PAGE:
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Plaintiffs Frank and Martha Buck, challenged the Court of Civil Appeals’ decision to affirm the trial court's judgment in favor of defendants CH Highland, LLC (“Highland”) and the City of Birmingham (“City”) in their challenge to a City rezoning ordinance. The Bucks owned property in the City. Highland, a real-estate-development company, wanted to build a multistory apartment complex ("the project") on property located adjacent to the Bucks' property. As planned, the project did not conform with the then existing zoning restrictions for the area in which the subject property was located. Thus, Highland submitted a rezoning application to the Zoning Advisory Committee of the Birmingham Planning Commission. Highland requested that the subject property be rezoned from a "B-2 general business district" to a "B-3 community business district" so that it could construct the project. The Alabama Supreme Court found that the proposed rezoning ordinance that was published merely indicated to the public that there would be a zoning change from a B-2 district to a B-3 district. Ordinance 1949-G did not create a B-3 district; instead, it created a district of a substantially smaller range of uses than what was otherwise disclosed to the public in the Public Notice of the rezoning change. “Even if this Court were to reject the long-standing rule that, to invalidate an ordinance, it is unnecessary for the public to be prejudiced by the City's failure to publish the ordinance, we cannot presume that no prejudice occurred in this case.” The Court reversed the Court of Civil Appeals, and the case was remanded for further proceedings. View "Ex parte Buck." on Justia Law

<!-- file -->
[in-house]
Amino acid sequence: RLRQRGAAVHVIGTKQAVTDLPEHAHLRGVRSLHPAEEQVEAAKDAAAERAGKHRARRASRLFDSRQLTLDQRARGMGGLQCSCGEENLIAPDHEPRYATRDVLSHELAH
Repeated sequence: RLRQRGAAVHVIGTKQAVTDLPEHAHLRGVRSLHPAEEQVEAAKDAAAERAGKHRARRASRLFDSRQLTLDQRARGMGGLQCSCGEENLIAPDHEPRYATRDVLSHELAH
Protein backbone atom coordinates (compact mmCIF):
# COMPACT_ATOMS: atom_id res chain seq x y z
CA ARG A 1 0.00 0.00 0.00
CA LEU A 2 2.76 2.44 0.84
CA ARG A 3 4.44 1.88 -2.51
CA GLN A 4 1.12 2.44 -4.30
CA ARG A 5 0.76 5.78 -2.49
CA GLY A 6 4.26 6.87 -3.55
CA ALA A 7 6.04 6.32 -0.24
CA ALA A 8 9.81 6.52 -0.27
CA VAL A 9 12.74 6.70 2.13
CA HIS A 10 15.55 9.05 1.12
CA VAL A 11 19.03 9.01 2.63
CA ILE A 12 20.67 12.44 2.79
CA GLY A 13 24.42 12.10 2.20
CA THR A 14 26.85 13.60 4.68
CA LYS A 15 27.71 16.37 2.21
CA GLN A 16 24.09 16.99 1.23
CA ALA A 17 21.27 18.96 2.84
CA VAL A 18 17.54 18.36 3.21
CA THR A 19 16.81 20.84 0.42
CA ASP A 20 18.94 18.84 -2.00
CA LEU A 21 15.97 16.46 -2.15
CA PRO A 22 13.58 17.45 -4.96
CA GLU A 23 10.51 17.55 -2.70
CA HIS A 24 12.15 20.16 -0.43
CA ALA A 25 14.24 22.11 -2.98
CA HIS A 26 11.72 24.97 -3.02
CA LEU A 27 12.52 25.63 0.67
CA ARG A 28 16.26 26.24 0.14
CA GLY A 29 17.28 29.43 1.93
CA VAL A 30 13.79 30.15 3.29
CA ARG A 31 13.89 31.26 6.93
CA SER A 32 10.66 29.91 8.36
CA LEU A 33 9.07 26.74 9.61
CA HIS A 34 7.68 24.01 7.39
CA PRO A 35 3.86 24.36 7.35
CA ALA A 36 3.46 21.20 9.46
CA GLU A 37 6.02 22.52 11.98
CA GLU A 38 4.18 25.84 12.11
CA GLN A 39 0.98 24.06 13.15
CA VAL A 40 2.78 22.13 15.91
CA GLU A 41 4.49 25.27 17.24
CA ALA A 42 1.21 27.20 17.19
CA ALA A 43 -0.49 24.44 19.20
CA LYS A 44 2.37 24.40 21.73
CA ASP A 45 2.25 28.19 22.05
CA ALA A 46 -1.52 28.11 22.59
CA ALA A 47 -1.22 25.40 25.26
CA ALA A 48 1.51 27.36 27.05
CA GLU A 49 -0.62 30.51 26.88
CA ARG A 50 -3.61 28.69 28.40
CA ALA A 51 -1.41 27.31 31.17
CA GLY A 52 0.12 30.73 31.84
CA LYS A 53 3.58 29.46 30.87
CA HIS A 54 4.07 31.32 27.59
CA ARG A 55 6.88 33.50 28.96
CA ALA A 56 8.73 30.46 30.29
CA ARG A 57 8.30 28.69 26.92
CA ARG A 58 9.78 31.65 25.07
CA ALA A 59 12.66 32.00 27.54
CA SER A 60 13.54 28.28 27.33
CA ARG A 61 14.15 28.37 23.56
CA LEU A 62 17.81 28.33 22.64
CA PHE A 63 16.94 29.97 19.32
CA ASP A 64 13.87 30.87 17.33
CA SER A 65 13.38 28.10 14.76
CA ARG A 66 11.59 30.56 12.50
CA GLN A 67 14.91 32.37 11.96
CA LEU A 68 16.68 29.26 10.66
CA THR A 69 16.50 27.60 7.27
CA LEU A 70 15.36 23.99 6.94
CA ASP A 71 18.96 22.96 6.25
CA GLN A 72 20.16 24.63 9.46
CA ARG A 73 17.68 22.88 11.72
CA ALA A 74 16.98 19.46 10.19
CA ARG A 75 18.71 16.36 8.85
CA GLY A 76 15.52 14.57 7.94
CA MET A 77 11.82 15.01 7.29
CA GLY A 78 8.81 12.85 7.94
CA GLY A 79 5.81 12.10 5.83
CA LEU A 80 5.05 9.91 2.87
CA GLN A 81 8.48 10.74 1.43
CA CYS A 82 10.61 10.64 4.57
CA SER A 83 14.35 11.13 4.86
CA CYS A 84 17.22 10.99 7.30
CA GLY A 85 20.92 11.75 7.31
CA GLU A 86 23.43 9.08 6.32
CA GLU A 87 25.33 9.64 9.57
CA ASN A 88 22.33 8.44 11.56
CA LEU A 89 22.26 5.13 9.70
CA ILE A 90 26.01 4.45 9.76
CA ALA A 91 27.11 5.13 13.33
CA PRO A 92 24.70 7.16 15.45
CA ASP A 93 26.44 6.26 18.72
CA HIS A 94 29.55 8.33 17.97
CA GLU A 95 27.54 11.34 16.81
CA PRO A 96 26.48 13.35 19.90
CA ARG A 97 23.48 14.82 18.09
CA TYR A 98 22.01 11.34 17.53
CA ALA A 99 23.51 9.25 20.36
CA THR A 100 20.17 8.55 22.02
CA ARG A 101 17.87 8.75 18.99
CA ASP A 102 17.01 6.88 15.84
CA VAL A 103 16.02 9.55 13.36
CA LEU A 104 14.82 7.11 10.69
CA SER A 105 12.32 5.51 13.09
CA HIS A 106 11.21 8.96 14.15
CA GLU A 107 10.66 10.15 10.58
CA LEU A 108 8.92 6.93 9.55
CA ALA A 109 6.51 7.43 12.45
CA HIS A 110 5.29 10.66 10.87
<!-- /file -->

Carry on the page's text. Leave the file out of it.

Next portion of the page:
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Douglas Ghee, as personal representative of the estate of Billy Fleming, deceased, appealed a circuit court order dismissing his wrongful-death claim against USAble Mutual Insurance Company d/b/a Blue Advantage Administrators of Arkansas ("Blue Advantage"). The Alabama Supreme Court dismissed this appeal as being from a nonfinal order. View "Ghee v. USAble Mutual Insurance Co." on Justia Law